J.J. Redick became a fixture in the Orlando Magic's rotation in 2009/10, appearing in all 82 games an averaging career-bests in scoring (9.6 points per game) and three-point shooting (40.5 percent). That performance, along with his development as a defender and passer, helped him earn a front-loaded offer sheet with the Chicago Bulls, who envisioned him as their starting two-guard.
The Magic matched the offer, despite already employing highly paid starter Vince Carter at the time. The call was an easy one at the time, and Redick showed why that was so in 2010/11. No, he didn't put up eye-popping stats or reach new heights, but he played consistently well enough to earn 25.6 minutes per game, the most of his career, as he continued to earn the trust of Stan Van Gundy and his teammates. Redick's most recent campaign illustrates that there's something to be said for unspectacular reliability.
|Points Per Game||Rebounds Per Game||Assists Per Game|
|Points Per 36||Rebounds Per 36||Assists Per 36|
|PER||Rebound Rate||Assist Rate|
All statistics in this table from Redick's player page at basketball-reference. Career-high statistics highlighted in gold; career-worst statistics highlighted in silver.
Due to his notoriety at the reviled Duke University, casual hoops fans love to harp on Redick for what he can't do, as evidenced by the fact that he's among the Magic's most heavily booed players on the road. If those folks could set aside their distaste for his alma mater for a moment, they'd see a sound player who gives a great effort and contributes on a nightly basis. Off the top of my head, I can't think of any team that doesn't have room for Redick in its rotation.
Of course Redick is a gifted scorer, which is one of the reasons Orlando made him the 11th pick in the 2006 NBA Draft. Over the last three seasons, he's worked hard to diversify his offensive game, and as a result has become more than simply a standstill shooter. He can attack off the dribble and read a defense reasonably well for a two-guard, which are valuable skills for someone whom defenses usually attempt to run off the three-point line.
Also valuable? What Jay Bilas might call his "motor." He doesn't play at a fast pace by any means, but Redick nonetheless brings good energy. He's also smart enough to avoid mistakes, as he rarely turns the ball over on offense. At the other end, he doesn't often get caught out of position. Taller guards feast on him, but at 6-foot-4, there's not a lot he can do other than bust his tail. Which he does.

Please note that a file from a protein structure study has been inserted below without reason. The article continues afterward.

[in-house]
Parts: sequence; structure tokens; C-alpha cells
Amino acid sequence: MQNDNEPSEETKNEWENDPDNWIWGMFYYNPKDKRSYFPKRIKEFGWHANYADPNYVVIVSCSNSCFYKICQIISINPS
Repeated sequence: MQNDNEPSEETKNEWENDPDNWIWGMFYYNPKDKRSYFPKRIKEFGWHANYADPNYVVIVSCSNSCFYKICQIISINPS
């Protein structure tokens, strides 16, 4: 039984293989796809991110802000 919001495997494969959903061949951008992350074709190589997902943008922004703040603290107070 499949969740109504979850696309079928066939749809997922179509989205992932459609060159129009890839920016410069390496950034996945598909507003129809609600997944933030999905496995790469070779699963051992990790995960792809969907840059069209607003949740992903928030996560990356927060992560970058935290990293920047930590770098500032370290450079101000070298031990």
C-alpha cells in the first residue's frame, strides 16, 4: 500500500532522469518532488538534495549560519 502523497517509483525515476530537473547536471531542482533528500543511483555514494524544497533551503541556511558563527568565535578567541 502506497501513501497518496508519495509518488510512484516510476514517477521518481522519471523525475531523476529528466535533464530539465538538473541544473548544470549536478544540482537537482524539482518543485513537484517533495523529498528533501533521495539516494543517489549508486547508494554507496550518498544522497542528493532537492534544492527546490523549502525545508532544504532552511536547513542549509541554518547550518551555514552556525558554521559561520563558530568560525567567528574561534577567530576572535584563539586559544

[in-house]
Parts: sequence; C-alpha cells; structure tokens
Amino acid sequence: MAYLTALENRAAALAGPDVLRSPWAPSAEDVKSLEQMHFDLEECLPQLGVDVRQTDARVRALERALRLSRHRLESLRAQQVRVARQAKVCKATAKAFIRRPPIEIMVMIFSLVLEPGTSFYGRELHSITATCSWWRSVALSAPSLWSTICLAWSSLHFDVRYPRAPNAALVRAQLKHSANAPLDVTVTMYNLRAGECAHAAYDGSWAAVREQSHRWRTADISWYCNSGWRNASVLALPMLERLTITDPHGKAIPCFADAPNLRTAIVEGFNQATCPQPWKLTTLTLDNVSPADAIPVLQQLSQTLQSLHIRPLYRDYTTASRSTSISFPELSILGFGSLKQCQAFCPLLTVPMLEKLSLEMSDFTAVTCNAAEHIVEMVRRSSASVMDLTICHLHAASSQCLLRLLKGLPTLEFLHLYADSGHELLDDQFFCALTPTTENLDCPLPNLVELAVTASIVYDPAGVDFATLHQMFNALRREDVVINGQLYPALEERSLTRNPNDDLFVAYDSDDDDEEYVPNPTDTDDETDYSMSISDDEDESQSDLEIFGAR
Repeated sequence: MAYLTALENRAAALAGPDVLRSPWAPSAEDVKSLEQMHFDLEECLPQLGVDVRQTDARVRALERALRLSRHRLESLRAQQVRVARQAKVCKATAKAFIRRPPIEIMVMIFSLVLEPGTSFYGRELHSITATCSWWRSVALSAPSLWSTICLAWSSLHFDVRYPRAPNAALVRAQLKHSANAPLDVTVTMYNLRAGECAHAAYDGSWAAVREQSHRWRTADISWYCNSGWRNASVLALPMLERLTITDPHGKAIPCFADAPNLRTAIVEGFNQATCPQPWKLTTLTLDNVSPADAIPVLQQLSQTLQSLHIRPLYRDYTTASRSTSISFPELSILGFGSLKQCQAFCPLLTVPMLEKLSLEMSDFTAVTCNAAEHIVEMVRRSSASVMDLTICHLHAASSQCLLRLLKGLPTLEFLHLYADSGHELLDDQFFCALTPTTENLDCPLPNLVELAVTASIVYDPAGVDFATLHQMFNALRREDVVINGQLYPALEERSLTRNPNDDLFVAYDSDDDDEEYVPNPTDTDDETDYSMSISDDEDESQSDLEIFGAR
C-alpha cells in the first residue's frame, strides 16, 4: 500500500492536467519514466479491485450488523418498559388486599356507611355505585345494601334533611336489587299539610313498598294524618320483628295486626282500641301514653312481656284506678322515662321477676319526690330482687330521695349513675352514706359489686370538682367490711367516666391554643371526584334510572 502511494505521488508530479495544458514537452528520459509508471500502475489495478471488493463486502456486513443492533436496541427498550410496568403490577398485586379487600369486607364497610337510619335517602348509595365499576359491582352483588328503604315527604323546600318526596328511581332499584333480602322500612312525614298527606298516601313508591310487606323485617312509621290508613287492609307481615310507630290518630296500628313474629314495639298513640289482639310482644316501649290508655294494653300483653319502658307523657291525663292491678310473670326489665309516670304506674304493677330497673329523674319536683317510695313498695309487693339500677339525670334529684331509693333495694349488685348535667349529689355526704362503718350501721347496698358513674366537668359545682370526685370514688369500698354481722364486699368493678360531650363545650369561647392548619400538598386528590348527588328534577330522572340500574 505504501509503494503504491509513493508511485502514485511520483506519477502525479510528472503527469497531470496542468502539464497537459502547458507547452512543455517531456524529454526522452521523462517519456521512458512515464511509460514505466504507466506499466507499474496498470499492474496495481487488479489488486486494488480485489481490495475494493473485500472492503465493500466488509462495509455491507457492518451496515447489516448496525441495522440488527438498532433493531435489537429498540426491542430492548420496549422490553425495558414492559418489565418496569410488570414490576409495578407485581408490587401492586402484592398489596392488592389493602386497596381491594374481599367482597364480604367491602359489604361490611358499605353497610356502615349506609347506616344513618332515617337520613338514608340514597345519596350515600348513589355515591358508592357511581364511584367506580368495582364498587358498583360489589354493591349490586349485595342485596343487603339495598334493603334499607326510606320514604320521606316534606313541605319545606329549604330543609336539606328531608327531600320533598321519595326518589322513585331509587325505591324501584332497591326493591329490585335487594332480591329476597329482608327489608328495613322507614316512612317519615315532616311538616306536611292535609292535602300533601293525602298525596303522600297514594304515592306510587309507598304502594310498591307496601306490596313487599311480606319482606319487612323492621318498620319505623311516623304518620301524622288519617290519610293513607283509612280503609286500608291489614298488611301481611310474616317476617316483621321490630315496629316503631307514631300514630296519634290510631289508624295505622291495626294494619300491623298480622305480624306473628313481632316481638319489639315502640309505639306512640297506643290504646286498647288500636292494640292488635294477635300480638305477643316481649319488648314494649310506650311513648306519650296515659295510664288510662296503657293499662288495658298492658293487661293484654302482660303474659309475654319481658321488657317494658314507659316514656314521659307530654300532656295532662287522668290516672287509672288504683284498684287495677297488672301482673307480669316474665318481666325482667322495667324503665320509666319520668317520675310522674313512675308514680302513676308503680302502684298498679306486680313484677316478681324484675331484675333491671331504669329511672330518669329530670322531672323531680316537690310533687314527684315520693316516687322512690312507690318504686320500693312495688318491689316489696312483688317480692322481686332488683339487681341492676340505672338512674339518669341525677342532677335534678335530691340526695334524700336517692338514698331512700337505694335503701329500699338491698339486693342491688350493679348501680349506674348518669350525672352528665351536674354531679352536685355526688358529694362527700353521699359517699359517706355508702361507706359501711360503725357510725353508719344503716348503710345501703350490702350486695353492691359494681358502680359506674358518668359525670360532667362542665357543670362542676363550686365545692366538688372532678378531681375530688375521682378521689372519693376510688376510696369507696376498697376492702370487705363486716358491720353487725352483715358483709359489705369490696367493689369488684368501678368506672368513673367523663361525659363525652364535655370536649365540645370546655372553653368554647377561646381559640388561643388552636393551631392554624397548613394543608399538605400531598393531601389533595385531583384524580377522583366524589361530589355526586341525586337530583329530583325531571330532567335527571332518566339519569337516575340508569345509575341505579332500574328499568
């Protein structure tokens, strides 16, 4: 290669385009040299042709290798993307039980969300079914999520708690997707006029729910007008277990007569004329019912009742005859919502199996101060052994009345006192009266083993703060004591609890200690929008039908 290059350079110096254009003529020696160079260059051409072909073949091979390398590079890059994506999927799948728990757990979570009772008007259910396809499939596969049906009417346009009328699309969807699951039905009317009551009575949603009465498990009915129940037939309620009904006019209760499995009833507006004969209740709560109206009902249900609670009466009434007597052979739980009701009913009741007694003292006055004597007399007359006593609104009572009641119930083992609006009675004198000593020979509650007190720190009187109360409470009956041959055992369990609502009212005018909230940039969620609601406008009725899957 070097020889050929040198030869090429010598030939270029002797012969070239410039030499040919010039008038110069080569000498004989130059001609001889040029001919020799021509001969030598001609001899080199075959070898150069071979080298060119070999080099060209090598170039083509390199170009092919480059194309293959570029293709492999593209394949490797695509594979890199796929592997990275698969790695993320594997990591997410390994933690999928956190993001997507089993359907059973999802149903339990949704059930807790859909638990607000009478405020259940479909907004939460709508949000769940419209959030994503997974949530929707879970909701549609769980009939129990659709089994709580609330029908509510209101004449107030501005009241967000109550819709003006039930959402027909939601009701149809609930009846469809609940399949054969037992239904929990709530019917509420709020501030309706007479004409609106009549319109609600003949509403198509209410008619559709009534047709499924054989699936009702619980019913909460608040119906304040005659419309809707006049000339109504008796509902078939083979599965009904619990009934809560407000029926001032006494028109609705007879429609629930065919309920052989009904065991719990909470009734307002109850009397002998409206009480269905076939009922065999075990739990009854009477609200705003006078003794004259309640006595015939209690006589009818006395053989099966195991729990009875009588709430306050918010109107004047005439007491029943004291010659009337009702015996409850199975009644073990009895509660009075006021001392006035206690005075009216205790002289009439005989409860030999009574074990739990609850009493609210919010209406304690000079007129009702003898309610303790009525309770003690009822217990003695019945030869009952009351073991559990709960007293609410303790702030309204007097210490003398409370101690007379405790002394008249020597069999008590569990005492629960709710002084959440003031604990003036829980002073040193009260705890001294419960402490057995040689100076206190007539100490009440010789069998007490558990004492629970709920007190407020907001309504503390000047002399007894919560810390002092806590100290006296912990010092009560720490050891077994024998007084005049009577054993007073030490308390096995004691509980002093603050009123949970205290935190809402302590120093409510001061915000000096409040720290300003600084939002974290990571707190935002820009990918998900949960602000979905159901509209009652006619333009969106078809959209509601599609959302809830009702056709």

Redick didn't take many steps forward this season; he played more minutes than ever before, which explains his per-game statistical bumps, but overall it's fairly safe to say Redick is nearly a finished product. He doesn't rebound, like, at all, nor does he have the passing skills needed to run point guard (he's a great secondary distributor, though), and he can get worked defensively. These are his limitations. Thankfully for Orlando, he plays within them.
Unfortunately, Redick didn't contribute much of anything after the All-Star Break, making just eight appearances between February 23rd and the start of the playoffs. Had he not suffered a fluke abdominal injury during one shootaround--an injury for which he underwent surgery last week--the Magic's season may have gone a bit more smoothly. In his 17-game absence, Van Gundy stretched Jason Richardson's minutes at shooting guard, and began using point guard Gilbert Arenas more there as well. In turn, Chris Duhon, who'd been exiled to the end of the bench, got the call to play backup point guard. Richardson wore down as the season progressed, which is bad enough, but giving inefficient, inferior players Redick's minutes hurt the offense. He returned for the playoffs and wound up making one more three-pointer than I did, over six games, in the Magic's loss to the Atlanta Hawks.
Simply put: had he not missed so much time, I'd have scored him closer to a B+ or A-, because it's hard to argue he could have or should have given the Magic more than he did when he was on the floor.